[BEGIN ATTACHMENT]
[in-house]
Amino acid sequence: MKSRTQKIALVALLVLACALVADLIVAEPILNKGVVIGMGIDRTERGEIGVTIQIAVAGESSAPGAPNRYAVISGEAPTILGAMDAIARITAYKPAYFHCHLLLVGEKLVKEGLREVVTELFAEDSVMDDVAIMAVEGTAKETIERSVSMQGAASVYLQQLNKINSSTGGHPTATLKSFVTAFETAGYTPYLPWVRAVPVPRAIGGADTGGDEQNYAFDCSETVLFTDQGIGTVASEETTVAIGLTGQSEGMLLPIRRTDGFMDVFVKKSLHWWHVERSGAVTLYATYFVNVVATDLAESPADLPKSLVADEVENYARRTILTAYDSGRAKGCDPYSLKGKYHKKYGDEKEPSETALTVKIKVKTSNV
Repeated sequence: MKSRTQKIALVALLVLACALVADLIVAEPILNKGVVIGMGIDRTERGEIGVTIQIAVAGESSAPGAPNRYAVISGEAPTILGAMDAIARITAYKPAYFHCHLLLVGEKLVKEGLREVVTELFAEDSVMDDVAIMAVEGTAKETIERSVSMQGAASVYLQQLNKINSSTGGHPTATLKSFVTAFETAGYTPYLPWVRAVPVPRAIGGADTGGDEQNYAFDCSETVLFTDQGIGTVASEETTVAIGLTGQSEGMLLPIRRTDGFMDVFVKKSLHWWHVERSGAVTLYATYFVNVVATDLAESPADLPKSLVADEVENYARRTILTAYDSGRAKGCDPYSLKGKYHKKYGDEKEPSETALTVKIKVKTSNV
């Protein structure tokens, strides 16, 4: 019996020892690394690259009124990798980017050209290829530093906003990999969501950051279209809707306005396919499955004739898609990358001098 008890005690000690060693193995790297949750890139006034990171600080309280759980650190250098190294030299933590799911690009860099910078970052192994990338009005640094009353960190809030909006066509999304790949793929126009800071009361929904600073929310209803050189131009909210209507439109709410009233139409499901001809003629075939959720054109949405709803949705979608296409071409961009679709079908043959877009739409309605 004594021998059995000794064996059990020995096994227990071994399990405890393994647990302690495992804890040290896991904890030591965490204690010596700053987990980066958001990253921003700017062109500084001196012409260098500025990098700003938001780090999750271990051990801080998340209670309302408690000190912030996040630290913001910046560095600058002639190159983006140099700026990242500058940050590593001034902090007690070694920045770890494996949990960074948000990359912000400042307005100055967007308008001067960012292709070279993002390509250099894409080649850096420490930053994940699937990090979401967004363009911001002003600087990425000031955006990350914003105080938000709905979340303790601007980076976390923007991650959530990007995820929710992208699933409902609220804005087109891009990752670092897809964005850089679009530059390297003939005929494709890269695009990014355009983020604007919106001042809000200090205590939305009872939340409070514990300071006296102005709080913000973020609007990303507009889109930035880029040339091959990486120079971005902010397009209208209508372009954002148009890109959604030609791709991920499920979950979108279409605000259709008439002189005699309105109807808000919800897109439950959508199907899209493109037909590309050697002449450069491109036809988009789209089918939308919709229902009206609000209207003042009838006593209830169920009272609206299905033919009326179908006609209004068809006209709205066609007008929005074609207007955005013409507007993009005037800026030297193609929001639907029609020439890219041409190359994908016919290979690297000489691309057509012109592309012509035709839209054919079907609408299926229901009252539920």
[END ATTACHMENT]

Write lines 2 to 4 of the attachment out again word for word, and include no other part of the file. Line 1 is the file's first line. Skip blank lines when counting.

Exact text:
Amino acid sequence: MKSRTQKIALVALLVLACALVADLIVAEPILNKGVVIGMGIDRTERGEIGVTIQIAVAGESSAPGAPNRYAVISGEAPTILGAMDAIARITAYKPAYFHCHLLLVGEKLVKEGLREVVTELFAEDSVMDDVAIMAVEGTAKETIERSVSMQGAASVYLQQLNKINSSTGGHPTATLKSFVTAFETAGYTPYLPWVRAVPVPRAIGGADTGGDEQNYAFDCSETVLFTDQGIGTVASEETTVAIGLTGQSEGMLLPIRRTDGFMDVFVKKSLHWWHVERSGAVTLYATYFVNVVATDLAESPADLPKSLVADEVENYARRTILTAYDSGRAKGCDPYSLKGKYHKKYGDEKEPSETALTVKIKVKTSNV
Repeated sequence: MKSRTQKIALVALLVLACALVADLIVAEPILNKGVVIGMGIDRTERGEIGVTIQIAVAGESSAPGAPNRYAVISGEAPTILGAMDAIARITAYKPAYFHCHLLLVGEKLVKEGLREVVTELFAEDSVMDDVAIMAVEGTAKETIERSVSMQGAASVYLQQLNKINSSTGGHPTATLKSFVTAFETAGYTPYLPWVRAVPVPRAIGGADTGGDEQNYAFDCSETVLFTDQGIGTVASEETTVAIGLTGQSEGMLLPIRRTDGFMDVFVKKSLHWWHVERSGAVTLYATYFVNVVATDLAESPADLPKSLVADEVENYARRTILTAYDSGRAKGCDPYSLKGKYHKKYGDEKEPSETALTVKIKVKTSNV
């Protein structure tokens, strides 16, 4: 019996020892690394690259009124990798980017050209290829530093906003990999969501950051279209809707306005396919499955004739898609990358001098 008890005690000690060693193995790297949750890139006034990171600080309280759980650190250098190294030299933590799911690009860099910078970052192994990338009005640094009353960190809030909006066509999304790949793929126009800071009361929904600073929310209803050189131009909210209507439109709410009233139409499901001809003629075939959720054109949405709803949705979608296409071409961009679709079908043959877009739409309605 004594021998059995000794064996059990020995096994227990071994399990405890393994647990302690495992804890040290896991904890030591965490204690010596700053987990980066958001990253921003700017062109500084001196012409260098500025990098700003938001780090999750271990051990801080998340209670309302408690000190912030996040630290913001910046560095600058002639190159983006140099700026990242500058940050590593001034902090007690070694920045770890494996949990960074948000990359912000400042307005100055967007308008001067960012292709070279993002390509250099894409080649850096420490930053994940699937990090979401967004363009911001002003600087990425000031955006990350914003105080938000709905979340303790601007980076976390923007991650959530990007995820929710992208699933409902609220804005087109891009990752670092897809964005850089679009530059390297003939005929494709890269695009990014355009983020604007919106001042809000200090205590939305009872939340409070514990300071006296102005709080913000973020609007990303507009889109930035880029040339091959990486120079971005902010397009209208209508372009954002148009890109959604030609791709991920499920979950979108279409605000259709008439002189005699309105109807808000919800897109439950959508199907899209493109037909590309050697002449450069491109036809988009789209089918939308919709229902009206609000209207003042009838006593209830169920009272609206299905033919009326179908006609209004068809006209709205066609007008929005074609207007955005013409507007993009005037800026030297193609929001639907029609020439890219041409190359994908016919290979690297000489691309057509012109592309012509035709839209054919079907609408299926229901009252539920």